Individual Fiduciary And Estate Tax Obligations Of Personal Representatives

William Sweeney


The personal representative is responsible for filing any final individual income tax return, fiduciary tax return and/or estate tax return. It is likely that you will have to file at least one tax return as personal representative. A personal representative of an estate is an executor, administrator or anyone who is in charge of the decedent's property. The taxes to be paid by the personal representative are frequently thought of as only death taxes, i.e., federal estate tax. However, you also may need to file income tax returns for the decedent and/or the estate and fiduciary tax returns for the estate.

The representative must file all tax returns due and pay all taxes due. As personal representative, you may become personally liable for the payment of taxes if, before the estate is distributed and you are discharged, you had notice of any tax obligations or failed to exercise due diligence as to whether any tax obligations existed.

You may also become liable for any penalties or interest that may assessed on account of late filing, undervaluation, or other deficiencies in the filing of returns.

A common area of misunderstanding lies in fixing the responsibility for filing various tax returns and other documents required for federal and state tax purposes. It is strongly recommended that you retain a professional tax preparer or accountant who is familiar with the tax requirements that apply to a decedent and his or her estate.

However, some general information follows as to the requirements for filing the decedent's final income tax return, fiduciary income tax returns, and estate tax returns.


Effective 1 July 2008, California Probate Code 9202 requires the Franchise Tax Board to be notified of an open probate for a deceased taxpayer. The change is under Section C of the probate code and reads as follows:

"(c) (1) Not later than 90 days after the date letters are first issued to a general personal representative, the general personal representative or estate attorney shall give the Franchise Tax Board notice of the administration of the estate. The notice shall be given as provided in Section 1215. (2) The provisions of this subdivision shall apply to estates for which letters are first issued on or after July 1, 2008."

Mail FTB the letters of administration to: Franchise Tax Board, P O Box 2952, MS A— 454, Sacramento, Ca 95812-9974 To expedite processing for filing claims, notice of administration may be faxed to: FTB Decedent Team (916) 845-0479.

To determine whether a final income tax return for the decedent is required, you must know the decedent's gross income, marital status, and age at death. The decedent's executor or other person responsible for administrating the decedent's estate is responsible for filing any income tax returns and making sure that any tax that is due is paid.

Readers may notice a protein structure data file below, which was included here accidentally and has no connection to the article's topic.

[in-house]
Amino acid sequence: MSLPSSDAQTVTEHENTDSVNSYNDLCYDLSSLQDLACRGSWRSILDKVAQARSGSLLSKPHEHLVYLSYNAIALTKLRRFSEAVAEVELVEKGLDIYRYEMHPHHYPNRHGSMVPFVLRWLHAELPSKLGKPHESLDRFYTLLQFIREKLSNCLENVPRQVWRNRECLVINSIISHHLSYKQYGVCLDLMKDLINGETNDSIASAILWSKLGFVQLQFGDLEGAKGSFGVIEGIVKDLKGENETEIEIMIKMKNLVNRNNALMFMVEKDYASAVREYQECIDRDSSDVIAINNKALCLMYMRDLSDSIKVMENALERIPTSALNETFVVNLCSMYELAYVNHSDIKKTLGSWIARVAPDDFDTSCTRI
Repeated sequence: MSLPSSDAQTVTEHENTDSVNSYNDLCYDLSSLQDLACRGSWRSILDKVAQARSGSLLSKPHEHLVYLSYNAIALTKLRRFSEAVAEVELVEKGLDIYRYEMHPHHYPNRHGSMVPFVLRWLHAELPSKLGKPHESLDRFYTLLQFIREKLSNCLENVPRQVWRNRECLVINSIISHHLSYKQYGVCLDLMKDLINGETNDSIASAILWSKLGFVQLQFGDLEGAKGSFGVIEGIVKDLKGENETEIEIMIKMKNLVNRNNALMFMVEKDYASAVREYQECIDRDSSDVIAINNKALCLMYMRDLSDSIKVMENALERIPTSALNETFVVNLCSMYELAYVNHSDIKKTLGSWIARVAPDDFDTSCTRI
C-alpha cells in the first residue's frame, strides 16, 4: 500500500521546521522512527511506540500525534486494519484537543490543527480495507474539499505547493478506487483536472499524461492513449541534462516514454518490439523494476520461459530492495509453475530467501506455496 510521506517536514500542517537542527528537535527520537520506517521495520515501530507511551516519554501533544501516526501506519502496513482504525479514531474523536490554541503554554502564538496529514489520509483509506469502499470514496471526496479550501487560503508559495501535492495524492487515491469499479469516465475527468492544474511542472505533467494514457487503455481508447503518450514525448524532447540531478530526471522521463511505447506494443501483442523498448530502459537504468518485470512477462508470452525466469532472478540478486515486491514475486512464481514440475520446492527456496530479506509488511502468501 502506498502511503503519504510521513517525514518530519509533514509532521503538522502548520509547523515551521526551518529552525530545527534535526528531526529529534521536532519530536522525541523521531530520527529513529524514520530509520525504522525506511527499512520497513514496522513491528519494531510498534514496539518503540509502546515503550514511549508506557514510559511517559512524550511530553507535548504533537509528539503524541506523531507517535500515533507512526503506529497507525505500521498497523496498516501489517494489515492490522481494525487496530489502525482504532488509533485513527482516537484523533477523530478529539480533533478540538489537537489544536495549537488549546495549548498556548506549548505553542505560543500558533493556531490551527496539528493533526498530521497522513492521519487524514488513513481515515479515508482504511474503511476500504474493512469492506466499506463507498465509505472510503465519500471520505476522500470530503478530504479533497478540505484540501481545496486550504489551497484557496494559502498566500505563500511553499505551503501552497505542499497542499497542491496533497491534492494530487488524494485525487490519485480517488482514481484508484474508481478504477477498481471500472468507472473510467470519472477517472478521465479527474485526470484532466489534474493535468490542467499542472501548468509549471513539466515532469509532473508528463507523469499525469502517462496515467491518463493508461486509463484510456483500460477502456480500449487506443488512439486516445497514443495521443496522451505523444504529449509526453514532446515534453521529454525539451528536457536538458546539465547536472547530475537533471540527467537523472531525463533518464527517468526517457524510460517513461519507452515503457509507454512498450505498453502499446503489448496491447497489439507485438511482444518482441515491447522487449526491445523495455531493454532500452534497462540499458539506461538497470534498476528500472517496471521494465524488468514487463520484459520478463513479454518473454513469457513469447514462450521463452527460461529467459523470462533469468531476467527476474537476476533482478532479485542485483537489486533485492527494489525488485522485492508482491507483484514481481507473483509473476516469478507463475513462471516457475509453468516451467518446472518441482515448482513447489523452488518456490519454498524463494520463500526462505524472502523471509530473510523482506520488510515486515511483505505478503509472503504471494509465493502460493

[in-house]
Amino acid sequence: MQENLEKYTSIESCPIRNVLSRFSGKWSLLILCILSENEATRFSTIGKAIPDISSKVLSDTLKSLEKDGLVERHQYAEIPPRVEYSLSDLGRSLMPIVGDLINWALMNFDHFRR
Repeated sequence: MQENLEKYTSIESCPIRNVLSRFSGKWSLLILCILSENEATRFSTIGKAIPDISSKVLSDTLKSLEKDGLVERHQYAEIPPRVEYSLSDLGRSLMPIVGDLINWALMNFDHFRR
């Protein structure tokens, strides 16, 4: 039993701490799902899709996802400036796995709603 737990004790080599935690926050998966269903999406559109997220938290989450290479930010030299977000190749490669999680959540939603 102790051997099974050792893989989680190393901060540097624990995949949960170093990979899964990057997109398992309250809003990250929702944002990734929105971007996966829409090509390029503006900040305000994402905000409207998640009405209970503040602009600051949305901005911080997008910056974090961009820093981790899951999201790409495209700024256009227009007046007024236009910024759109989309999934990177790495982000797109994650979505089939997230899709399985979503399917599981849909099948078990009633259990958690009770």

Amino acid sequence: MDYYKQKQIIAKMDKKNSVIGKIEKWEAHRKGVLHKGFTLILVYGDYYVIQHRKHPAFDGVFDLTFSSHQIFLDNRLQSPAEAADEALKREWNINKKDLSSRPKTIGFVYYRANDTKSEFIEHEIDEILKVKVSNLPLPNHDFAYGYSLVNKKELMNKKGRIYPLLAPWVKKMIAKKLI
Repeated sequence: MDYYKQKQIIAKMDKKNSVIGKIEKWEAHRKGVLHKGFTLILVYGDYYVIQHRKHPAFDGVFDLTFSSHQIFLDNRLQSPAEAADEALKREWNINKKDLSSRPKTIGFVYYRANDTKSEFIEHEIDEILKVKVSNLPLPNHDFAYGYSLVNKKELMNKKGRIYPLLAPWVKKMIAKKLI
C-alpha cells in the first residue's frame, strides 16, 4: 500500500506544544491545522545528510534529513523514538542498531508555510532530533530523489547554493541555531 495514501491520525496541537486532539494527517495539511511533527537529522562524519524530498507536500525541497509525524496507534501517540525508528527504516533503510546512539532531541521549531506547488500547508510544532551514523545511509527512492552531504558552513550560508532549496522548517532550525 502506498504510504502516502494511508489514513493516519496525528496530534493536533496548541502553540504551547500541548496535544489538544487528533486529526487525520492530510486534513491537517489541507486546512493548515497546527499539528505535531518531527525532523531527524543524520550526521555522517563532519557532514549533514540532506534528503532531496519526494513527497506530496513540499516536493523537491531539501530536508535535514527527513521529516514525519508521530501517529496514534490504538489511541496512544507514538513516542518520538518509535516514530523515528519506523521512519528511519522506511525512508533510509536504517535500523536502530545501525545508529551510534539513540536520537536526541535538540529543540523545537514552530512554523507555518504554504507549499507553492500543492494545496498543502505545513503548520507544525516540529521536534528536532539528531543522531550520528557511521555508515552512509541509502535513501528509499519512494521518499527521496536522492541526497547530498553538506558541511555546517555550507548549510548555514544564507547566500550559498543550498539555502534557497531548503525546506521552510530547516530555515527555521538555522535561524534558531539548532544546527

This includes filing the final tax return for the decedent (for the year of death) and any prior year returns which were not filed.

The executor may file either a joint return with the surviving spouse or a separate return.

A surviving spouse alone may file a joint return if:

No return was filed by the decedent, and

No executor or administrator was appointed, or

No executor or administrator was appointed by the due date of the surviving spouse's return.

The final return covers the period from the beginning of the tax year to the date of death. The income and deductions reported on the final return depend on the decedent's method of accounting.

Cash Method - If the decedent was a cash basis taxpayer, which most individuals are, report all income actually or constructively received before death. Only the expenses paid before death can be deducted.

Accrual Method - If the decedent was an accrual basis taxpayer, report the income that the decedent accrued or earned before death. Deduct the expenses that the decedent was liable for before death, regardless of whether the expenses were paid.

The person claiming a refund on behalf of a deceased taxpayer must show that he/she is:

The administrator or executor of the deceased taxpayer's estate by attaching certified copies of the letters of administration or letters of testamentary to the return, or

Entitled to the refund as the deceased taxpayer's surviving spouse or sole beneficiary under the California Probate Code.

Attach to the return a copy of Federal Form 1310, Statement of Person Claiming Refund Due a Deceased Taxpayer, or a copy of the death certificate. You can order federal Form 1310 from the IRS Website at:


When a taxpayer dies, a new taxpaying entity – the taxpayer's estate – is born to make sure no taxable income falls through the cracks. Income is taxed either on the taxpayer's final return, on the return of the beneficiary who acquires the right to receive the income, or if the estate receives $600 or more of income, on the estate's income tax return.